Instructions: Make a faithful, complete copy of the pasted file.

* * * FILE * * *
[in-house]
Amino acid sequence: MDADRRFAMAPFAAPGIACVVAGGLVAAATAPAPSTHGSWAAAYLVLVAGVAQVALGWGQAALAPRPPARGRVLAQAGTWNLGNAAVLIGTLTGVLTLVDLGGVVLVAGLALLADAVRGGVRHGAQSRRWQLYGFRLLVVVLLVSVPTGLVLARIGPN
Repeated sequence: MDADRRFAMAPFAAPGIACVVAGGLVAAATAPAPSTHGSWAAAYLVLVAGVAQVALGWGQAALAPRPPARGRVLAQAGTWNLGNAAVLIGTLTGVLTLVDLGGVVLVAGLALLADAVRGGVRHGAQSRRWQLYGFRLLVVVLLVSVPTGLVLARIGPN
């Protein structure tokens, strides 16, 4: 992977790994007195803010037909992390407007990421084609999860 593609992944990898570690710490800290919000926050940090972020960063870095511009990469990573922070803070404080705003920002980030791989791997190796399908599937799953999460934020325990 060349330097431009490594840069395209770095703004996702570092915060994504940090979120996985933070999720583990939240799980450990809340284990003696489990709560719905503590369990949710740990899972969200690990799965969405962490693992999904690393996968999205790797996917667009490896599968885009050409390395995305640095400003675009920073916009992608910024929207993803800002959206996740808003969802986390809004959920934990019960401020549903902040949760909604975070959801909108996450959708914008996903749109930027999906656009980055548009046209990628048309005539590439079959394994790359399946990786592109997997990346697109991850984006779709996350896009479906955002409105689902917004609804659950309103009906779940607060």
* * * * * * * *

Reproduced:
[in-house]
Amino acid sequence: MDADRRFAMAPFAAPGIACVVAGGLVAAATAPAPSTHGSWAAAYLVLVAGVAQVALGWGQAALAPRPPARGRVLAQAGTWNLGNAAVLIGTLTGVLTLVDLGGVVLVAGLALLADAVRGGVRHGAQSRRWQLYGFRLLVVVLLVSVPTGLVLARIGPN
Repeated sequence: MDADRRFAMAPFAAPGIACVVAGGLVAAATAPAPSTHGSWAAAYLVLVAGVAQVALGWGQAALAPRPPARGRVLAQAGTWNLGNAAVLIGTLTGVLTLVDLGGVVLVAGLALLADAVRGGVRHGAQSRRWQLYGFRLLVVVLLVSVPTGLVLARIGPN
């Protein structure tokens, strides 16, 4: 992977790994007195803010037909992390407007990421084609999860 593609992944990898570690710490800290919000926050940090972020960063870095511009990469990573922070803070404080705003920002980030791989791997190796399908599937799953999460934020325990 060349330097431009490594840069395209770095703004996702570092915060994504940090979120996985933070999720583990939240799980450990809340284990003696489990709560719905503590369990949710740990899972969200690990799965969405962490693992999904690393996968999205790797996917667009490896599968885009050409390395995305640095400003675009920073916009992608910024929207993803800002959206996740808003969802986390809004959920934990019960401020549903902040949760909604975070959801909108996450959708914008996903749109930027999906656009980055548009046209990628048309005539590439079959394994790359399946990786592109997997990346697109991850984006779709996350896009479906955002409105689902917004609804659950309103009906779940607060």